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Illinois first openly gay legislator dies
Associated Press
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Published: 5/14/2008 4:52 PM

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SPRINGFIELD -- Larry McKeon, Illinois' first openly gay legislator and an advocate for expanding state discrimination laws to cover gay people, has died at age 63, friends and colleagues said Wednesday.

The biggest achievement of his 10 years in the Illinois House was adding the words "sexual orientation" to the state law banning discrimination against people for jobs, housing, public accommodations or credit.

"He really blazed the way ... and served with honor," said Rep. Greg Harris, D-Chicago, who took over McKeon's Illinois House seat in 2007.

McKeon was HIV positive and had battled cancer, but Rep. Barbara Flynn Currie said his death apparently was the result of a stroke Tuesday night.

McKeon came to politics after serving in the Army and in law enforcement, rising to the rank of lieutenant in the Los Angeles County Sheriff's Department. Later, he was a college professor and administrator.

Eventually he became Chicago's liaison to gays and lesbians, helping to mend a tense relationship over allegations of police indifference to gays being harassed.

In 1991 his longtime partner, Ray Korzinski, was diagnosed with AIDS and died 12 weeks later. McKeon learned he also was HIV positive and figured he had only two or three more years to live.

"In a moment of total irrational thought, I ran for public office," he said in 2002.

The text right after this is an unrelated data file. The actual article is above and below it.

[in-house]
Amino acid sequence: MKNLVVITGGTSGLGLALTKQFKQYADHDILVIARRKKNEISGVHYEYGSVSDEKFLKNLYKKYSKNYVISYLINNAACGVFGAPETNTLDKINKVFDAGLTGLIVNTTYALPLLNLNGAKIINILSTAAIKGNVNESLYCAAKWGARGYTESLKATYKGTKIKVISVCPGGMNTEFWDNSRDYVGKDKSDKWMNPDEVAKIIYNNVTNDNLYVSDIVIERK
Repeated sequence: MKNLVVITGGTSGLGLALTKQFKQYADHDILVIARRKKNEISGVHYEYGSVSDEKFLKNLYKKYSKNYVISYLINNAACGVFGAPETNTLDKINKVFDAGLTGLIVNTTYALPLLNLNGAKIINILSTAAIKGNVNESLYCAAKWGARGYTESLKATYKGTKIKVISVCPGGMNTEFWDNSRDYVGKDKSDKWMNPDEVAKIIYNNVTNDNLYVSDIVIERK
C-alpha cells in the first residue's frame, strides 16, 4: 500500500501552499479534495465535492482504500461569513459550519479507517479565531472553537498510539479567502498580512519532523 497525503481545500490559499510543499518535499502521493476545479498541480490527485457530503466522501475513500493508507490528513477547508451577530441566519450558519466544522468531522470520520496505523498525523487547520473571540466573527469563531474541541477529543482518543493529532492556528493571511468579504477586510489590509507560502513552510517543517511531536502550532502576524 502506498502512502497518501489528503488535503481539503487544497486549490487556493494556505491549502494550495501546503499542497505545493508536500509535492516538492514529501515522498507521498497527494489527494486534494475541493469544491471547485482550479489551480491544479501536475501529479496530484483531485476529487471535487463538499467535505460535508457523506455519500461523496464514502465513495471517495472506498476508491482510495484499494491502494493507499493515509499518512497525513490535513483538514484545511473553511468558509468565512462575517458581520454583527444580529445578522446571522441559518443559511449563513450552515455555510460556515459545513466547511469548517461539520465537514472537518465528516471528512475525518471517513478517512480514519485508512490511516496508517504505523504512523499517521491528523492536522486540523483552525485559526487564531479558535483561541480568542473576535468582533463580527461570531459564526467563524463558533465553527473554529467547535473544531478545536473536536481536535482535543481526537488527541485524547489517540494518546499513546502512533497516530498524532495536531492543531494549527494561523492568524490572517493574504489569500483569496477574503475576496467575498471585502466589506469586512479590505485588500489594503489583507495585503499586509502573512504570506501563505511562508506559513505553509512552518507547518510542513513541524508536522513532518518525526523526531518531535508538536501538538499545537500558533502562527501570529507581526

After retiring from the House, McKeon served as a volunteer lobbyist for the AIDS Foundation of Chicago.

The Chicago Democrat said he embraced the label of gay lawmaker even when it overshadowed his other experiences. "I am the queer in the House," McKeon joked in 2002.

McKeon was more than his sexual orientation, Harris said. He spent most legislative sessions championing issues surrounding immigration, health care and homelessness.

House Speaker Michael Madigan, D-Chicago, said he admired McKeon's intellect and tenacity.

McKeon faced many obstacles when he first arrived in the Illinois House in 1996, but he brushed away snide remarks and learned to work effectively with fellow legislators, said Rep. John Fritchey, D-Chicago.

"The more his colleagues knew him, the more they accepted him for who he was, and later respected him for his role -- not as a gay legislator, but as a civil rights leader," Fritchey said.

Described as funny and charming, McKeon also had a temper. "When he was mad at you, you knew it," Harris said.

One of the most public examples was in 1999, when he chastised three lawmakers who had voted against his anti-discrimination bill. McKeon said the three had gay or lesbian relatives and should have supported his legislation.

McKeon soon regretted his actions and publicly apologized.

"I think I need to do some self-reflection, contemplation, deal with some personal hurt and anger," he said.

McKeon's friends intend to hold a memorial service but no date has been set yet, the speaker's office said.